Morning Five: 07.19.12 EditionPosted by rtmsf on July 19th, 2012
- Breaking news from the absolutely-no-surprise department, but a couple of days after the Big East announced that it had reached a $7.5 million buyout deal with Syracuse to allow the Orange program to alight for the ACC in July 2013, Pittsburgh followed suit. Even better, the Panthers got the exact same buyout deal of $7.5 million to transfer its conference allegiance to Greensboro instead of Providence. The ACC and the Big East will certainly look very different as basketball leagues starting in 2013-14, but with a total of five schools consisting of two of its best football (Miami and Virginia Tech) and basketball programs (Syracuse and Pittsburgh) now having left, is it safe to say that the battle for east coast college sports dominance has finally been won?
- With the geographic and metaphysical heart of the Big East slowly moving south and west with its own expansion efforts, one of its new basketball-centric schools is in the midst of a local scheduling controversy. According to CBSSports.com’s Gary Parrish, Ole Miss recently announced a combined football and basketball agreement to play regional rival Memphis, but Tigers head coach Josh Pastner apparently has not received that memo. According to the Memphis side of things, the agreement in place refers to a football series only, with the squishy caveat that the two schools will “talk” about resuming a basketball series. In terms of value-add, a home Memphis football game versus Ole Miss is worth considerably more (both financially as well as in perceived status) than a home Ole Miss basketball game versus Memphis, which is why despite Pastner’s protestations, we’d expect to see what should be an interesting series take place on the hardwood sometime soon.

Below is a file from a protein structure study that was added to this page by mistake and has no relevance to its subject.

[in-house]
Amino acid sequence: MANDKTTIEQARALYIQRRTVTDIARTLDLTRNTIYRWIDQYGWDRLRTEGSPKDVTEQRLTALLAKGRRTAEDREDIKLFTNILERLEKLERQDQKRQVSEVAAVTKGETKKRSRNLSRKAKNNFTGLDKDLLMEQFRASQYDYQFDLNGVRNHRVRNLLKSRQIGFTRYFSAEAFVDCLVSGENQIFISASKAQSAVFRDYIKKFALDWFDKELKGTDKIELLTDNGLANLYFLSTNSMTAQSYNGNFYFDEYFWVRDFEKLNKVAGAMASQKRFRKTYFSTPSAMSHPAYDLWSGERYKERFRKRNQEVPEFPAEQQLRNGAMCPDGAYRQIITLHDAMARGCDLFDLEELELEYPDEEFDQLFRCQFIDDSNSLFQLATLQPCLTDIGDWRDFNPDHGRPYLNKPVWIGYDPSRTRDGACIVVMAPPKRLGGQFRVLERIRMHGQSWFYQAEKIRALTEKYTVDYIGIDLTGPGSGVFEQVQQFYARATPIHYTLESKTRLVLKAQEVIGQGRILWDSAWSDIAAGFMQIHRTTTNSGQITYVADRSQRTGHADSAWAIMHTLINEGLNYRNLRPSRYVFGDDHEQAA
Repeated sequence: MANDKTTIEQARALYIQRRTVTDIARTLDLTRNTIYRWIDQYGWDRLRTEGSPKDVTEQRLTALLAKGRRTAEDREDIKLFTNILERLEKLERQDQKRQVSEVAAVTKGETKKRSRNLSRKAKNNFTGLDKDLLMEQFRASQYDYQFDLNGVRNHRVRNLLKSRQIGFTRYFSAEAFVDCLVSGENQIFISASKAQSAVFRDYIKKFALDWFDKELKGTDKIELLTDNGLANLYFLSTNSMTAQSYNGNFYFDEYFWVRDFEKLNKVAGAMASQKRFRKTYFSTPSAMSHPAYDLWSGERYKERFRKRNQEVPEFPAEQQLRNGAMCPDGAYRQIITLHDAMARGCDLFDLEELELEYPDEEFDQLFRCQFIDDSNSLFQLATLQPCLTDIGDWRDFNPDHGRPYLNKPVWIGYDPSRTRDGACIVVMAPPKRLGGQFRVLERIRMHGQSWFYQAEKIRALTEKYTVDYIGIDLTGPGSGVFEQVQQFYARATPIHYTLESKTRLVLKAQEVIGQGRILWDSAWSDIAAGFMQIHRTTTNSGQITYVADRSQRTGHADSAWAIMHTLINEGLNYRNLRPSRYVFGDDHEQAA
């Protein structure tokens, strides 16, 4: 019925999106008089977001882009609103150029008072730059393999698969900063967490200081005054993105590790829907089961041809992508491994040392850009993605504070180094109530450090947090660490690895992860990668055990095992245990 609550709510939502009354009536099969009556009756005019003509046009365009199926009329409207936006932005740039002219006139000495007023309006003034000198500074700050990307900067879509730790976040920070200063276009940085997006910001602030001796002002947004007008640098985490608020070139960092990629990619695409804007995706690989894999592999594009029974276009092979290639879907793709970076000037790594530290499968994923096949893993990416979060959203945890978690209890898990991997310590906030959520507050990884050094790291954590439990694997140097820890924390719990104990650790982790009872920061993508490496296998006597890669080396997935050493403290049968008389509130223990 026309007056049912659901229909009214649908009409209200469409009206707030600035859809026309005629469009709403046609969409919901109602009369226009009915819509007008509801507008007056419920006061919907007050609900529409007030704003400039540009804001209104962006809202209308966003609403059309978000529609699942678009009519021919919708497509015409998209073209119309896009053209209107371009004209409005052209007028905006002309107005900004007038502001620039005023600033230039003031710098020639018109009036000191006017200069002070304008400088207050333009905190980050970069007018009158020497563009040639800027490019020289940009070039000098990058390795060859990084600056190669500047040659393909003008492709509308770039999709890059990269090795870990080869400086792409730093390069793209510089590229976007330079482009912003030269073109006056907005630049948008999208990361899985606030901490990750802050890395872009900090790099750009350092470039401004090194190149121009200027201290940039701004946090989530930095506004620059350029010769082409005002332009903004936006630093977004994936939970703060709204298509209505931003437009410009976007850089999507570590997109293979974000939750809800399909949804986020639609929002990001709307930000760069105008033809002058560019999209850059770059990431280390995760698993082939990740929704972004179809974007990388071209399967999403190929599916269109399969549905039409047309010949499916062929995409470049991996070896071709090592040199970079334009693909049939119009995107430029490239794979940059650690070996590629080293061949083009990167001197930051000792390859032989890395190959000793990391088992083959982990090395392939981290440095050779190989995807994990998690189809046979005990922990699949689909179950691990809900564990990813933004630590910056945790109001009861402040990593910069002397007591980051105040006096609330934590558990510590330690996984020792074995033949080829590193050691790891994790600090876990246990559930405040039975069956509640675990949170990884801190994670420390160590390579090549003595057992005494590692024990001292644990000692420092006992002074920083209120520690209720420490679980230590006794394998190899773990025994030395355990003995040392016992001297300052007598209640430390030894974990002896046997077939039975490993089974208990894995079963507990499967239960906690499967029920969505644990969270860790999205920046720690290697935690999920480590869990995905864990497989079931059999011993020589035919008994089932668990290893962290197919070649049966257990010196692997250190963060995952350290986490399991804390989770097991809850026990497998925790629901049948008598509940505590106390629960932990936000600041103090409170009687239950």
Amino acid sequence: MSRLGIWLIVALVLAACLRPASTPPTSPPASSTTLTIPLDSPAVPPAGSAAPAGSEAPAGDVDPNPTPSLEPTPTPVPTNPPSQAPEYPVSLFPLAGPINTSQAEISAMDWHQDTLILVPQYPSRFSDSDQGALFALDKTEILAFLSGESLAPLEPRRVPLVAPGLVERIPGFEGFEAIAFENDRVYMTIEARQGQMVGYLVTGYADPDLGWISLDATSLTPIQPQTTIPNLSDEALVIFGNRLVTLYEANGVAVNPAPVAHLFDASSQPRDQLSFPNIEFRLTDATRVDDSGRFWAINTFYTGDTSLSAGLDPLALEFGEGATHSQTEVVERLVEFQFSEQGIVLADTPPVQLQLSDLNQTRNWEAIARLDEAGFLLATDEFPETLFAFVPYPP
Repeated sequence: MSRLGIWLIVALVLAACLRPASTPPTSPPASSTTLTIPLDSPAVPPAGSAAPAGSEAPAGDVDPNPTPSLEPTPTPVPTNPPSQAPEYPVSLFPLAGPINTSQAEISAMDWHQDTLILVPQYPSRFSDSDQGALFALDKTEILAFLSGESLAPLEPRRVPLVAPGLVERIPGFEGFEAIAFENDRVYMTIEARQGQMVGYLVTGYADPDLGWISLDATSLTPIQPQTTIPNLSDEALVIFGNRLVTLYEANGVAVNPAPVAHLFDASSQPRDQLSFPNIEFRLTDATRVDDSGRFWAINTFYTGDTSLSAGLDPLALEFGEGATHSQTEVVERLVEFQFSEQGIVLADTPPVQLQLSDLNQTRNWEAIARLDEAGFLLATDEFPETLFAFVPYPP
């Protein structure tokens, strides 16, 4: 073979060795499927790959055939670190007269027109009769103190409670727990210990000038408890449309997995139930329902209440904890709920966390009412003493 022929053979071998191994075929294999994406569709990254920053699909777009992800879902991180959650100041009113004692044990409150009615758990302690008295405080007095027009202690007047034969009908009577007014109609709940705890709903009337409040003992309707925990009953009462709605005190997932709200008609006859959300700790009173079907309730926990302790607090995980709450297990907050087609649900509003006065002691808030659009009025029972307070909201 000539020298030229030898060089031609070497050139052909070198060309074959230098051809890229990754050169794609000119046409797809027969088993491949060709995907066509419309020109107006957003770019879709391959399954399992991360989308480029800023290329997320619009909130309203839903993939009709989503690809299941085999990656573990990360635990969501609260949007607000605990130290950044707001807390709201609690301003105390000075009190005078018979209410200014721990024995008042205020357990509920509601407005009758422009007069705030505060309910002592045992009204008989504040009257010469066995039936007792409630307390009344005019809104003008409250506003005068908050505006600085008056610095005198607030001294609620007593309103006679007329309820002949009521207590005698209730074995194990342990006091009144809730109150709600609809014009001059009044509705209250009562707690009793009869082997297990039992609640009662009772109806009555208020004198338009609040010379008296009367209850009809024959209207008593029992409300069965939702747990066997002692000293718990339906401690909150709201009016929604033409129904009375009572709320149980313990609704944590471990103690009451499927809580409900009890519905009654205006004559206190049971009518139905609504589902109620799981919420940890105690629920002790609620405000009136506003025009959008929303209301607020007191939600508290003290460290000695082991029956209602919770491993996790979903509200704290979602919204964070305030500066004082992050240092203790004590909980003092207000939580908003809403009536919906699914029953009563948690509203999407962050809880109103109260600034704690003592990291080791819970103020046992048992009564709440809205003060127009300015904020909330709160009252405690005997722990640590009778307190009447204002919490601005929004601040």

- Back to the actual players rather than the legal and political wrangling of their schools, Duke’s Mason Plumlee certainly didn’t expect to be spending the summer after his junior year prepping for another season in Durham. Certainly not last offseason, when he told everyone around him that his 2011-12 year would be his last in Durham. And certainly not three years ago when he figured he was a surefire one-and-done candidate along with his peers John Wall, Derrick Favors, Xavier Henry, and the rest. As Jeff Goodman writes, the middle Plumlee who never thought he’d become a four-year Blue Devil is prepared for his senior season as the captain and leader of the team — we’re guessing in 30 years when he reflects back on this time at Duke he’ll have no regrets for sticking around campus four years.
- For those of us who follow the game closely, Northwestern‘s decades of futility in reaching the NCAA Tournament has become the standard by which all other failures is measured. If you need a reminder, the Wildcats are currently oh-for-74 in reaching the Big Dance, which is particularly astonishing when you consider that the Wildcats play in an elite basketball conference where more than half the teams in the league have a reasonable shot at the NCAAs in any given year. Dime Magazine has put together a nice piece discussing not only the ‘streak,’ but the chances for the 2012-13 team to finally break it in its 75th opportunity. It says here that next season is the year… and if you believe that, it’s also looking like a World Series on the North Shore in 2012.
- Luke Winn checks in this week with an analysis of something on which everyone in the industry seems to have an opinion — transfers. Winn is known for his columns heavily based on quantitative analysis, but in this article he shows his chops for a bit of qualitative work. He clearly shows that the phenomenon of what he calls “up-transfers” — players looking for opportunities at better schools — has risen significantly in the past few years. As an example, from 2007-11 there were 27 up-transfers in college basketball; in just 2012-13, there will be 25 more, and there are already 16 more pending in 2013-14. As Winn notes, the prospect of players bettering their situations isn’t necessarily a bad trend, but it also provides an increased likelihood of bigger programs tampering with and ultimately poaching disaffected players at lower-level schools. Something to keep an eye on.